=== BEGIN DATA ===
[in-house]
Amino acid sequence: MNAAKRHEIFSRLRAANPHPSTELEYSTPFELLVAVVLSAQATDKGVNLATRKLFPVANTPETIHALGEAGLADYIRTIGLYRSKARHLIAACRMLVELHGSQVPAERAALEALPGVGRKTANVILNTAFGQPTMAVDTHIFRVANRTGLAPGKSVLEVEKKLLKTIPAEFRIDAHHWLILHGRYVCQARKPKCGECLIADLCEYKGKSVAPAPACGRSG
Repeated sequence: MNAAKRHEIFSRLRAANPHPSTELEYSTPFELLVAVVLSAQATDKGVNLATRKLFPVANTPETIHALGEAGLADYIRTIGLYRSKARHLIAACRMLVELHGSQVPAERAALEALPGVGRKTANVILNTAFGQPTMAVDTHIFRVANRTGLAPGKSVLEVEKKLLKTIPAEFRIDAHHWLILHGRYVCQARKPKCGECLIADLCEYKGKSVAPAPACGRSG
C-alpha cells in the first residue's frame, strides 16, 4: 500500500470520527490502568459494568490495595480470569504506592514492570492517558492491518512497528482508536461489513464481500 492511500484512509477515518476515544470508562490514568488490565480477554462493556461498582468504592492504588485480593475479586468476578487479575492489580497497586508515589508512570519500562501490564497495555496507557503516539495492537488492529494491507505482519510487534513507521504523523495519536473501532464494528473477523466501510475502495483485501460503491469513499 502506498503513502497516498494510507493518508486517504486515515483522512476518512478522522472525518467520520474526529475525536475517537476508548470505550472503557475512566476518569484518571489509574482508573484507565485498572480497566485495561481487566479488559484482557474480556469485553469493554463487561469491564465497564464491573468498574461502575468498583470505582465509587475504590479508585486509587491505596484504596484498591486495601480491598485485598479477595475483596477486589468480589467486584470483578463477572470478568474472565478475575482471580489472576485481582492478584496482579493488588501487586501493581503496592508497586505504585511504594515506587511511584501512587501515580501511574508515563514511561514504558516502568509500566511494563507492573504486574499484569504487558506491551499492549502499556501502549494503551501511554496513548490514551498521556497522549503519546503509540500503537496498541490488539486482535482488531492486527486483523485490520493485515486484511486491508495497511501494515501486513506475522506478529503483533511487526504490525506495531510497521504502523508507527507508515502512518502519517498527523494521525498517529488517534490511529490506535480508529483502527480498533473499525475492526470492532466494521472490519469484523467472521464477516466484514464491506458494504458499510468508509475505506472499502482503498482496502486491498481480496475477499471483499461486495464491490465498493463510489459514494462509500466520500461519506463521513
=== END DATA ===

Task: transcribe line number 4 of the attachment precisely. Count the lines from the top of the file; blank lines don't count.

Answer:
C-alpha cells in the first residue's frame, strides 16, 4: 500500500470520527490502568459494568490495595480470569504506592514492570492517558492491518512497528482508536461489513464481500 492511500484512509477515518476515544470508562490514568488490565480477554462493556461498582468504592492504588485480593475479586468476578487479575492489580497497586508515589508512570519500562501490564497495555496507557503516539495492537488492529494491507505482519510487534513507521504523523495519536473501532464494528473477523466501510475502495483485501460503491469513499 502506498503513502497516498494510507493518508486517504486515515483522512476518512478522522472525518467520520474526529475525536475517537476508548470505550472503557475512566476518569484518571489509574482508573484507565485498572480497566485495561481487566479488559484482557474480556469485553469493554463487561469491564465497564464491573468498574461502575468498583470505582465509587475504590479508585486509587491505596484504596484498591486495601480491598485485598479477595475483596477486589468480589467486584470483578463477572470478568474472565478475575482471580489472576485481582492478584496482579493488588501487586501493581503496592508497586505504585511504594515506587511511584501512587501515580501511574508515563514511561514504558516502568509500566511494563507492573504486574499484569504487558506491551499492549502499556501502549494503551501511554496513548490514551498521556497522549503519546503509540500503537496498541490488539486482535482488531492486527486483523485490520493485515486484511486491508495497511501494515501486513506475522506478529503483533511487526504490525506495531510497521504502523508507527507508515502512518502519517498527523494521525498517529488517534490511529490506535480508529483502527480498533473499525475492526470492532466494521472490519469484523467472521464477516466484514464491506458494504458499510468508509475505506472499502482503498482496502486491498481480496475477499471483499461486495464491490465498493463510489459514494462509500466520500461519506463521513